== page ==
Newman: The flat end of the EMS line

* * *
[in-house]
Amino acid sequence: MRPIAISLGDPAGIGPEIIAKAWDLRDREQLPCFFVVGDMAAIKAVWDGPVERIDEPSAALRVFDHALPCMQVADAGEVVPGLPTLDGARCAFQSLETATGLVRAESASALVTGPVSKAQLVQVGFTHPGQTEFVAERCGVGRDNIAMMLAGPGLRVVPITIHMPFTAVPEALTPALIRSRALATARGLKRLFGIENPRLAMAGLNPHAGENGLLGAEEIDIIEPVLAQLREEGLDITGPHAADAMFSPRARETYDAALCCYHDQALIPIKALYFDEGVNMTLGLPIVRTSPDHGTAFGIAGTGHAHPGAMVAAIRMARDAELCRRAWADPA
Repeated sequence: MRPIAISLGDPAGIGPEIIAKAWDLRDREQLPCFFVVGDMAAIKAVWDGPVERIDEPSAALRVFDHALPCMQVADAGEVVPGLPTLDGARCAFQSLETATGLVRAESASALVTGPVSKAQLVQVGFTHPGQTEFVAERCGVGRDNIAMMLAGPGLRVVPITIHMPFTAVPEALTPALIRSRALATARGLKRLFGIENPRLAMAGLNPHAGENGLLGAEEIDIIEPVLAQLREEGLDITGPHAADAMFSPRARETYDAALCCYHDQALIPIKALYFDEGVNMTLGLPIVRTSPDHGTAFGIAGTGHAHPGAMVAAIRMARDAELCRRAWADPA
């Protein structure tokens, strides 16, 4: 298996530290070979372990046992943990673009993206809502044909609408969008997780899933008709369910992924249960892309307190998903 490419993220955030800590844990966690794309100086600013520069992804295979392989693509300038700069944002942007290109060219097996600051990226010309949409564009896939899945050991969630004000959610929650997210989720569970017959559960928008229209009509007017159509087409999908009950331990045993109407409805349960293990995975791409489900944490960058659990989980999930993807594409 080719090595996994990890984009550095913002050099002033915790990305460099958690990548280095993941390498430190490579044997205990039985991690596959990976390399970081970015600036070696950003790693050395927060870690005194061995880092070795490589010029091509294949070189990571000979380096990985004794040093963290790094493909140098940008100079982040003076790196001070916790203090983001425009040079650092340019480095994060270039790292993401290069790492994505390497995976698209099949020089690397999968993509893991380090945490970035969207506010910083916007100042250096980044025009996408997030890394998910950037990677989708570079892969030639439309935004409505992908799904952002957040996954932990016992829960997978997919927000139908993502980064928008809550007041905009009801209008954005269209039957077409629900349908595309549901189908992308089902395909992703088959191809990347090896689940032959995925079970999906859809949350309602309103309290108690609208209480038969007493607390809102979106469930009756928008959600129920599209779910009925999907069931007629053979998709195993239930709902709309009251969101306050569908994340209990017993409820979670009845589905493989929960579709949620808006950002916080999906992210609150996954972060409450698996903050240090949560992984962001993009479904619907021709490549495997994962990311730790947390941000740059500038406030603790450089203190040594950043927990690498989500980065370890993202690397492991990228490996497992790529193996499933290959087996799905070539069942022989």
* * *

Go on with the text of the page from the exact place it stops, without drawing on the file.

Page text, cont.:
Pointe Claire QC–I’m driving out towards Stanstead on Highway 10 in Quebec when I realize the flat end of the EMS line is where we really need Advanced Life Support [ALS]. The number of ambulances per capita drops off radically as you cross the Champlain Bridge off the island of Montreal. Half an hour later and you’ve left the territory belonging to the South Shore’s ambulance service [CETAM] behind, too. Within 45 minutes you’re cruising past the shrouded-in-snow-being-blown-out-of-machines slopes of Bromont. There are a couple of ambulances in the area. Maybe. If no one has skied out of their depth and slammed into a mogul femur first. An hour later and you’re almost at the end of the line on Highway 55 and there’s one ambulance out there and no fire department first response. And no real Advanced Life Support. What’s up with that? Why is it that the test cohort for true ALS paramedics is in the City of Montreal where transport times to hospitals can be averaged in the less than 15 minutes range? It’s at the flat end of the EMS line where we need ALS.

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